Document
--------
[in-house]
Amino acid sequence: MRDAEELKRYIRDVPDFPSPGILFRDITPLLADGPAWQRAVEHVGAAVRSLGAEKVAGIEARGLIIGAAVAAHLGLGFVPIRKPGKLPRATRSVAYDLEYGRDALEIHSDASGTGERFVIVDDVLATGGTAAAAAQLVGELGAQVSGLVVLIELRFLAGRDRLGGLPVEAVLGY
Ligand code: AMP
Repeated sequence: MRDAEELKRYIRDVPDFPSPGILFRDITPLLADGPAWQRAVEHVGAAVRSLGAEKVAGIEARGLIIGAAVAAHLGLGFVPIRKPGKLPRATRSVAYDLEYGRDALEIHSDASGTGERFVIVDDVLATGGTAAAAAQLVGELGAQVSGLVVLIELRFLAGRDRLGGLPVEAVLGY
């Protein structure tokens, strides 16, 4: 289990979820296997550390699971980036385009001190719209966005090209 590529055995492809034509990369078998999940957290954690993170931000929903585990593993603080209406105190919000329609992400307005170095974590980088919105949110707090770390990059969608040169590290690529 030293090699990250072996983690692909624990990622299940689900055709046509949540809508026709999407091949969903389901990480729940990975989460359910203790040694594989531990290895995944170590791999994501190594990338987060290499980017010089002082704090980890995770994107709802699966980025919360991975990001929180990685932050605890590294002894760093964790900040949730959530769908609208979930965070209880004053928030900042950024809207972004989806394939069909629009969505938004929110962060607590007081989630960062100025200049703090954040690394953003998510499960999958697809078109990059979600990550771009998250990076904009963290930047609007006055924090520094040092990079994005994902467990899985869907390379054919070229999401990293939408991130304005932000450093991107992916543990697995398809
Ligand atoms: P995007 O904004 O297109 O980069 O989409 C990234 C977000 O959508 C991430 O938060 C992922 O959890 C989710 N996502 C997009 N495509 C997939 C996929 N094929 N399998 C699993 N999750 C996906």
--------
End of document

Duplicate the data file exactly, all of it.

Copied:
[in-house]
Amino acid sequence: MRDAEELKRYIRDVPDFPSPGILFRDITPLLADGPAWQRAVEHVGAAVRSLGAEKVAGIEARGLIIGAAVAAHLGLGFVPIRKPGKLPRATRSVAYDLEYGRDALEIHSDASGTGERFVIVDDVLATGGTAAAAAQLVGELGAQVSGLVVLIELRFLAGRDRLGGLPVEAVLGY
Ligand code: AMP
Repeated sequence: MRDAEELKRYIRDVPDFPSPGILFRDITPLLADGPAWQRAVEHVGAAVRSLGAEKVAGIEARGLIIGAAVAAHLGLGFVPIRKPGKLPRATRSVAYDLEYGRDALEIHSDASGTGERFVIVDDVLATGGTAAAAAQLVGELGAQVSGLVVLIELRFLAGRDRLGGLPVEAVLGY
């Protein structure tokens, strides 16, 4: 289990979820296997550390699971980036385009001190719209966005090209 590529055995492809034509990369078998999940957290954690993170931000929903585990593993603080209406105190919000329609992400307005170095974590980088919105949110707090770390990059969608040169590290690529 030293090699990250072996983690692909624990990622299940689900055709046509949540809508026709999407091949969903389901990480729940990975989460359910203790040694594989531990290895995944170590791999994501190594990338987060290499980017010089002082704090980890995770994107709802699966980025919360991975990001929180990685932050605890590294002894760093964790900040949730959530769908609208979930965070209880004053928030900042950024809207972004989806394939069909629009969505938004929110962060607590007081989630960062100025200049703090954040690394953003998510499960999958697809078109990059979600990550771009998250990076904009963290930047609007006055924090520094040092990079994005994902467990899985869907390379054919070229999401990293939408991130304005932000450093991107992916543990697995398809
Ligand atoms: P995007 O904004 O297109 O980069 O989409 C990234 C977000 O959508 C991430 O938060 C992922 O959890 C989710 N996502 C997009 N495509 C997939 C996929 N094929 N399998 C699993 N999750 C996906």